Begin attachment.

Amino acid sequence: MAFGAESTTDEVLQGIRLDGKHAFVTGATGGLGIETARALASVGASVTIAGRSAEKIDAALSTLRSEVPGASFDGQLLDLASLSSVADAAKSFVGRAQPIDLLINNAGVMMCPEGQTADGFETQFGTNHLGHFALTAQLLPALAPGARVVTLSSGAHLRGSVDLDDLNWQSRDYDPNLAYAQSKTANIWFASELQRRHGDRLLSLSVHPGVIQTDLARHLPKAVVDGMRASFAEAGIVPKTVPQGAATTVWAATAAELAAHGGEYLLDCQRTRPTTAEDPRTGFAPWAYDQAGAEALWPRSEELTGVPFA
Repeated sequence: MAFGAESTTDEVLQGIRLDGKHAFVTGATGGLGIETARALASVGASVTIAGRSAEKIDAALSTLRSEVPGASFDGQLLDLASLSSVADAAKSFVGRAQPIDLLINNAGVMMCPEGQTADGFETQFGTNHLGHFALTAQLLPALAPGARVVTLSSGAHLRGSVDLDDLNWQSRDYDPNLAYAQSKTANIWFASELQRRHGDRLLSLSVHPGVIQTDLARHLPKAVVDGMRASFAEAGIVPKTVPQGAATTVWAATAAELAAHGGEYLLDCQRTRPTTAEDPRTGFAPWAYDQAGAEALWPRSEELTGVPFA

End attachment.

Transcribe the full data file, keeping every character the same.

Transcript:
Amino acid sequence: MAFGAESTTDEVLQGIRLDGKHAFVTGATGGLGIETARALASVGASVTIAGRSAEKIDAALSTLRSEVPGASFDGQLLDLASLSSVADAAKSFVGRAQPIDLLINNAGVMMCPEGQTADGFETQFGTNHLGHFALTAQLLPALAPGARVVTLSSGAHLRGSVDLDDLNWQSRDYDPNLAYAQSKTANIWFASELQRRHGDRLLSLSVHPGVIQTDLARHLPKAVVDGMRASFAEAGIVPKTVPQGAATTVWAATAAELAAHGGEYLLDCQRTRPTTAEDPRTGFAPWAYDQAGAEALWPRSEELTGVPFA
Repeated sequence: MAFGAESTTDEVLQGIRLDGKHAFVTGATGGLGIETARALASVGASVTIAGRSAEKIDAALSTLRSEVPGASFDGQLLDLASLSSVADAAKSFVGRAQPIDLLINNAGVMMCPEGQTADGFETQFGTNHLGHFALTAQLLPALAPGARVVTLSSGAHLRGSVDLDDLNWQSRDYDPNLAYAQSKTANIWFASELQRRHGDRLLSLSVHPGVIQTDLARHLPKAVVDGMRASFAEAGIVPKTVPQGAATTVWAATAAELAAHGGEYLLDCQRTRPTTAEDPRTGFAPWAYDQAGAEALWPRSEELTGVPFA